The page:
I never understood the hatred of Pakistani media and the general public towards dynastic politics.
What’s to fear?
If a man contests a seat and tries to win it, already occupied by his father, or uncle in previous elections, there is nothing wrong with that.
It’s not like family politicians snatch votes and voters from the streets and chain them to a ballot box.
What compelled me to write this piece is a discussion on a TV talk show, where all panelists belonging to rival parties agreed to a point that dynastic politics is a curse, and mother of all crimes in Pakistan. They called it an instrument of corruption and underdevelopment, without producing any proof. Neither the anchor, nor the producer, cared about proof.
If people love the parties or candidates, which have a history of MNAs, MPAs, and senators in their family, and can’t keep themselves from those parties and candidates, is that our fault?
Of course not.
If you vote a first-timer in an election, chances are that the same candidate will be a repeat candidate in the coming polls. Chances will remain high that the same candidate will introduce his son or daughter in politics. The family will either thrive or soon their fortune will be consumed by expensive electioneering.
Every candidate becomes a compulsive, addicted election candidate whenever there are elections in the country, and their habit of doing politics will be parted when they die.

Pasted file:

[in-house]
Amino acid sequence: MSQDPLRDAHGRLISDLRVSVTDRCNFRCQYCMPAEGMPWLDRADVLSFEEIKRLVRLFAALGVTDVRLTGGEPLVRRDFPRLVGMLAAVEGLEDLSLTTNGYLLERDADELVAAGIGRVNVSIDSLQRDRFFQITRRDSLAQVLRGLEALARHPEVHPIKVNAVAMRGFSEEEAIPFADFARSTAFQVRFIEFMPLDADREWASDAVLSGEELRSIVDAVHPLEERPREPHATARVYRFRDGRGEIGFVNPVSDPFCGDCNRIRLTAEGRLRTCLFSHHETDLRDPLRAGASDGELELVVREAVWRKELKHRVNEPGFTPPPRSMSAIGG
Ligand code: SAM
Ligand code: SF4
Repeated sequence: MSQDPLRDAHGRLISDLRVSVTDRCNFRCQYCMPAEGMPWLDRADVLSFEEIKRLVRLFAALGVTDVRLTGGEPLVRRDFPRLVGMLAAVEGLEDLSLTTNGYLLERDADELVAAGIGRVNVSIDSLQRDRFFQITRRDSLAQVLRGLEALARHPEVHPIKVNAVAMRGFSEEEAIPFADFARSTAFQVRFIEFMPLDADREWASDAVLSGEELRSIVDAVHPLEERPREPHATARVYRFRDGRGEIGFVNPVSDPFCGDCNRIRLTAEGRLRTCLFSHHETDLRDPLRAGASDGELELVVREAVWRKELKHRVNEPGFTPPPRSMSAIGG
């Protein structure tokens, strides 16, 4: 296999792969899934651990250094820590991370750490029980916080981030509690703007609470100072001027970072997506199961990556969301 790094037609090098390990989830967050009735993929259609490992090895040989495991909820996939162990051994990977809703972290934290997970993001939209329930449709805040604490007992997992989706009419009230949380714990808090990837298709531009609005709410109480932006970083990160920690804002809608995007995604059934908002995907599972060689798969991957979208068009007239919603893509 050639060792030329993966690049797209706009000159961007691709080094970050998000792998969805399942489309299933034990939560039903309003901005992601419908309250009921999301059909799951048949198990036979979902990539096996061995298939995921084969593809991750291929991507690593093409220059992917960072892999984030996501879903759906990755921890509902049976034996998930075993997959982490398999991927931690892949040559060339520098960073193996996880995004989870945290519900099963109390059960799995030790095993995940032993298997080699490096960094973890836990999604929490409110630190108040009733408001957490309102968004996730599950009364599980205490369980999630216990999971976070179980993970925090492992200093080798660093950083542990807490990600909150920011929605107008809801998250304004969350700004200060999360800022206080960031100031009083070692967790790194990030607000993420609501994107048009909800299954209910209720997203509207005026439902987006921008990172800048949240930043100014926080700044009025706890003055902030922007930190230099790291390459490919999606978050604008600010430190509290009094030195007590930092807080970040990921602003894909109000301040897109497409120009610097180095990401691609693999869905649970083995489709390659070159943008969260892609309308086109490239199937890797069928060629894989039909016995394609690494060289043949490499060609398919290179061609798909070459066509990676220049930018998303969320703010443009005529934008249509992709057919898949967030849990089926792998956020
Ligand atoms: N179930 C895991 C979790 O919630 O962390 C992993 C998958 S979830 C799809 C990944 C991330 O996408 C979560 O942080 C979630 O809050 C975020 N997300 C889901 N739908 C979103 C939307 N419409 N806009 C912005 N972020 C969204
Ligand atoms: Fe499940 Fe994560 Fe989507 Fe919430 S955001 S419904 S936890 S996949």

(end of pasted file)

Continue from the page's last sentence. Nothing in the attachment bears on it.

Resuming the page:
Let the media, public, and rest of us enjoy the excitement that accompanies the game called election and politics.
Some readers may take me as non-serious towards politics, which is the finest form of social service. A wrong political step can destroy the future of a nation. In these columns, I have long advocated sane politics and an end to political uncertainty brewing every other day.
Voters have to take responsibility for their choice. You can’t throw the book at the devil.
The other day, I came across a politician from south Punjab. He is a full-time politician. His two sons are full-time politicians and are at the beck and call of the people of their constituency.
“My original area of interest was farming,” he says. “When my father was alive, and very much into politics, I would often be drawn towards the farms. As he aged, I had no other choice, but to do politics. This has become a matter of our survival.”
Now, he is active both in farming and politics.
There is nothing wrong with being a progressive farmer and a politician simultaneously.
The friend in question likes fields, trees, and crops.
“I’m not good at public speaking; I don’t like to be in the media limelight, as I think politics is not all about public speaking or issuing a sensational statement in the media. Most of the time, either I’m among my electorates or at my farms. Then, the media hates us for being family politicians. Please, stop it. It does not serve our society,” he said.
But do the active media people agree with his position on politics?
“Dynastic politics is against the spirit of politics and democracy,” says a journalist friend, who likes to spend most of his time in a posh club of the city. “No dynasty should be allowed to take part in the election,” he adds.
If the journalist in question is worried about the future of the nation, the politician friend has offered him to try his hands in elections.
“If he can’t afford to contest a general election, ask your journalist friend to try press club elections,” says my politician friend. He will realize that contesting an election is a tough job.
One thing is for sure.
Dynastic politics is inevitable.